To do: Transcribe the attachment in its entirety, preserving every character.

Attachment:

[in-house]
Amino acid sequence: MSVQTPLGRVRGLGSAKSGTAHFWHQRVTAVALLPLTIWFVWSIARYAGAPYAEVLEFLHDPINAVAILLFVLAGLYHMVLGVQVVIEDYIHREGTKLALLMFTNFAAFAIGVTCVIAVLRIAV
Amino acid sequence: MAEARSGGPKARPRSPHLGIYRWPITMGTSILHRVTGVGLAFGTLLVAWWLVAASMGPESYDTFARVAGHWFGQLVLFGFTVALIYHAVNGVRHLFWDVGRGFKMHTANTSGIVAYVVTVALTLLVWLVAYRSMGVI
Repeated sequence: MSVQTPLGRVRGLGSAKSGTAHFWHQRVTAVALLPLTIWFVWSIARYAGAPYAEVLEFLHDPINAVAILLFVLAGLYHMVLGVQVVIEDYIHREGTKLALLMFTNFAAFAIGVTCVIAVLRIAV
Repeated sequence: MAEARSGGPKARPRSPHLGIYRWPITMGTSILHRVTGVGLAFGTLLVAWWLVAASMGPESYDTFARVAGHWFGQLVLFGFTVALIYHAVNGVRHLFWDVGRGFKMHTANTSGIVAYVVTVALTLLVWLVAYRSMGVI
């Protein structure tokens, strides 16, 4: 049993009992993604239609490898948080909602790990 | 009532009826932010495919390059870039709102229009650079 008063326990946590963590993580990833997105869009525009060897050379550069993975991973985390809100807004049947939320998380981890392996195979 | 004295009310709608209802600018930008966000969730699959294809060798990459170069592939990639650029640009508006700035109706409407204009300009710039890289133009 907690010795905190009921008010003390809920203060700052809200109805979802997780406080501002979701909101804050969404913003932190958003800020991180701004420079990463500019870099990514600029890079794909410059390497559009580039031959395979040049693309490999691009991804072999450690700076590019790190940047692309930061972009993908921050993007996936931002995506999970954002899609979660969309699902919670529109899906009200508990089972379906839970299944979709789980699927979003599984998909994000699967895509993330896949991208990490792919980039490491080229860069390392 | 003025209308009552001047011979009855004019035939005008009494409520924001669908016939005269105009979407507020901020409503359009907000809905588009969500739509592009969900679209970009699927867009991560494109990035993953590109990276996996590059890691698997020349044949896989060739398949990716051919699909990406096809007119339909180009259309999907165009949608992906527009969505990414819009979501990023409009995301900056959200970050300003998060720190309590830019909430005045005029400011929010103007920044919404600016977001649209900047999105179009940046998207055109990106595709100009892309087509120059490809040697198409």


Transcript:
[in-house]
Amino acid sequence: MSVQTPLGRVRGLGSAKSGTAHFWHQRVTAVALLPLTIWFVWSIARYAGAPYAEVLEFLHDPINAVAILLFVLAGLYHMVLGVQVVIEDYIHREGTKLALLMFTNFAAFAIGVTCVIAVLRIAV
Amino acid sequence: MAEARSGGPKARPRSPHLGIYRWPITMGTSILHRVTGVGLAFGTLLVAWWLVAASMGPESYDTFARVAGHWFGQLVLFGFTVALIYHAVNGVRHLFWDVGRGFKMHTANTSGIVAYVVTVALTLLVWLVAYRSMGVI
Repeated sequence: MSVQTPLGRVRGLGSAKSGTAHFWHQRVTAVALLPLTIWFVWSIARYAGAPYAEVLEFLHDPINAVAILLFVLAGLYHMVLGVQVVIEDYIHREGTKLALLMFTNFAAFAIGVTCVIAVLRIAV
Repeated sequence: MAEARSGGPKARPRSPHLGIYRWPITMGTSILHRVTGVGLAFGTLLVAWWLVAASMGPESYDTFARVAGHWFGQLVLFGFTVALIYHAVNGVRHLFWDVGRGFKMHTANTSGIVAYVVTVALTLLVWLVAYRSMGVI
């Protein structure tokens, strides 16, 4: 049993009992993604239609490898948080909602790990 | 009532009826932010495919390059870039709102229009650079 008063326990946590963590993580990833997105869009525009060897050379550069993975991973985390809100807004049947939320998380981890392996195979 | 004295009310709608209802600018930008966000969730699959294809060798990459170069592939990639650029640009508006700035109706409407204009300009710039890289133009 907690010795905190009921008010003390809920203060700052809200109805979802997780406080501002979701909101804050969404913003932190958003800020991180701004420079990463500019870099990514600029890079794909410059390497559009580039031959395979040049693309490999691009991804072999450690700076590019790190940047692309930061972009993908921050993007996936931002995506999970954002899609979660969309699902919670529109899906009200508990089972379906839970299944979709789980699927979003599984998909994000699967895509993330896949991208990490792919980039490491080229860069390392 | 003025209308009552001047011979009855004019035939005008009494409520924001669908016939005269105009979407507020901020409503359009907000809905588009969500739509592009969900679209970009699927867009991560494109990035993953590109990276996996590059890691698997020349044949896989060739398949990716051919699909990406096809007119339909180009259309999907165009949608992906527009969505990414819009979501990023409009995301900056959200970050300003998060720190309590830019909430005045005029400011929010103007920044919404600016977001649209900047999105179009940046998207055109990106595709100009892309087509120059490809040697198409």